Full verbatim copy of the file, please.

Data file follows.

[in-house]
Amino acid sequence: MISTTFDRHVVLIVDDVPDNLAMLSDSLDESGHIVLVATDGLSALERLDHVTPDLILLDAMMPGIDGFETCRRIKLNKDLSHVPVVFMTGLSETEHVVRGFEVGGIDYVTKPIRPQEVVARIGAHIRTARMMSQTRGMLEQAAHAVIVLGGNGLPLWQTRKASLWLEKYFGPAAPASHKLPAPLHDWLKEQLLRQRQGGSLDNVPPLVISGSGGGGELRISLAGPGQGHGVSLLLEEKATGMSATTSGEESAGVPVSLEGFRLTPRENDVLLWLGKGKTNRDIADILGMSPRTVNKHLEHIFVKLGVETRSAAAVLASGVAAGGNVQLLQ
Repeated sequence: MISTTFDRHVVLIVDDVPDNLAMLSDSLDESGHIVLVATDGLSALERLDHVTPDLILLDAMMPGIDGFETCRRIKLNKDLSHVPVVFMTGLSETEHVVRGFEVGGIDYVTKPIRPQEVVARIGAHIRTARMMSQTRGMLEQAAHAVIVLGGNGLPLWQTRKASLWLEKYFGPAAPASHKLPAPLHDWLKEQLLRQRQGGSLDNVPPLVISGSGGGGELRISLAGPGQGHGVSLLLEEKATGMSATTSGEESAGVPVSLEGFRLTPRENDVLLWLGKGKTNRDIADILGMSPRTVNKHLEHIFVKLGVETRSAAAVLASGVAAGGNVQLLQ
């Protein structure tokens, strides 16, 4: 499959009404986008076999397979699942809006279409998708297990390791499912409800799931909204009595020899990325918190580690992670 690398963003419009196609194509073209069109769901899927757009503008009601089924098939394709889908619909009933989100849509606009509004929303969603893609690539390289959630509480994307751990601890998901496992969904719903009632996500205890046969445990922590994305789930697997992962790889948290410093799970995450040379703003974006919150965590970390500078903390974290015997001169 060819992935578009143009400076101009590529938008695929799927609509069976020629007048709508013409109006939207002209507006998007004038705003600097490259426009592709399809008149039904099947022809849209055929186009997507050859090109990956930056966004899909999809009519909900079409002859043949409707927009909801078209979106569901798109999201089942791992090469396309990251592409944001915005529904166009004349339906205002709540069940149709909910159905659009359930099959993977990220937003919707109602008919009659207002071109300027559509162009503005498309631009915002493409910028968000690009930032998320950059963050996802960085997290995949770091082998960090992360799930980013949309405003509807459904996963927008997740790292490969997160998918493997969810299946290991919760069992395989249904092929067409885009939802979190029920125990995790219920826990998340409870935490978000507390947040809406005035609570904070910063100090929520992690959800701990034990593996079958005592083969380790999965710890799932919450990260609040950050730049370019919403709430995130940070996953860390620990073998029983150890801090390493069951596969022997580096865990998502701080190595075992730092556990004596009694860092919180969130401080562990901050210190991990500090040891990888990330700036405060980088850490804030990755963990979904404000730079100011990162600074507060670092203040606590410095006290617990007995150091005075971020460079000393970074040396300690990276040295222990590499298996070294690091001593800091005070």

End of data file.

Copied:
[in-house]
Amino acid sequence: MISTTFDRHVVLIVDDVPDNLAMLSDSLDESGHIVLVATDGLSALERLDHVTPDLILLDAMMPGIDGFETCRRIKLNKDLSHVPVVFMTGLSETEHVVRGFEVGGIDYVTKPIRPQEVVARIGAHIRTARMMSQTRGMLEQAAHAVIVLGGNGLPLWQTRKASLWLEKYFGPAAPASHKLPAPLHDWLKEQLLRQRQGGSLDNVPPLVISGSGGGGELRISLAGPGQGHGVSLLLEEKATGMSATTSGEESAGVPVSLEGFRLTPRENDVLLWLGKGKTNRDIADILGMSPRTVNKHLEHIFVKLGVETRSAAAVLASGVAAGGNVQLLQ
Repeated sequence: MISTTFDRHVVLIVDDVPDNLAMLSDSLDESGHIVLVATDGLSALERLDHVTPDLILLDAMMPGIDGFETCRRIKLNKDLSHVPVVFMTGLSETEHVVRGFEVGGIDYVTKPIRPQEVVARIGAHIRTARMMSQTRGMLEQAAHAVIVLGGNGLPLWQTRKASLWLEKYFGPAAPASHKLPAPLHDWLKEQLLRQRQGGSLDNVPPLVISGSGGGGELRISLAGPGQGHGVSLLLEEKATGMSATTSGEESAGVPVSLEGFRLTPRENDVLLWLGKGKTNRDIADILGMSPRTVNKHLEHIFVKLGVETRSAAAVLASGVAAGGNVQLLQ
């Protein structure tokens, strides 16, 4: 499959009404986008076999397979699942809006279409998708297990390791499912409800799931909204009595020899990325918190580690992670 690398963003419009196609194509073209069109769901899927757009503008009601089924098939394709889908619909009933989100849509606009509004929303969603893609690539390289959630509480994307751990601890998901496992969904719903009632996500205890046969445990922590994305789930697997992962790889948290410093799970995450040379703003974006919150965590970390500078903390974290015997001169 060819992935578009143009400076101009590529938008695929799927609509069976020629007048709508013409109006939207002209507006998007004038705003600097490259426009592709399809008149039904099947022809849209055929186009997507050859090109990956930056966004899909999809009519909900079409002859043949409707927009909801078209979106569901798109999201089942791992090469396309990251592409944001915005529904166009004349339906205002709540069940149709909910159905659009359930099959993977990220937003919707109602008919009659207002071109300027559509162009503005498309631009915002493409910028968000690009930032998320950059963050996802960085997290995949770091082998960090992360799930980013949309405003509807459904996963927008997740790292490969997160998918493997969810299946290991919760069992395989249904092929067409885009939802979190029920125990995790219920826990998340409870935490978000507390947040809406005035609570904070910063100090929520992690959800701990034990593996079958005592083969380790999965710890799932919450990260609040950050730049370019919403709430995130940070996953860390620990073998029983150890801090390493069951596969022997580096865990998502701080190595075992730092556990004596009694860092919180969130401080562990901050210190991990500090040891990888990330700036405060980088850490804030990755963990979904404000730079100011990162600074507060670092203040606590410095006290617990007995150091005075971020460079000393970074040396300690990276040295222990590499298996070294690091001593800091005070």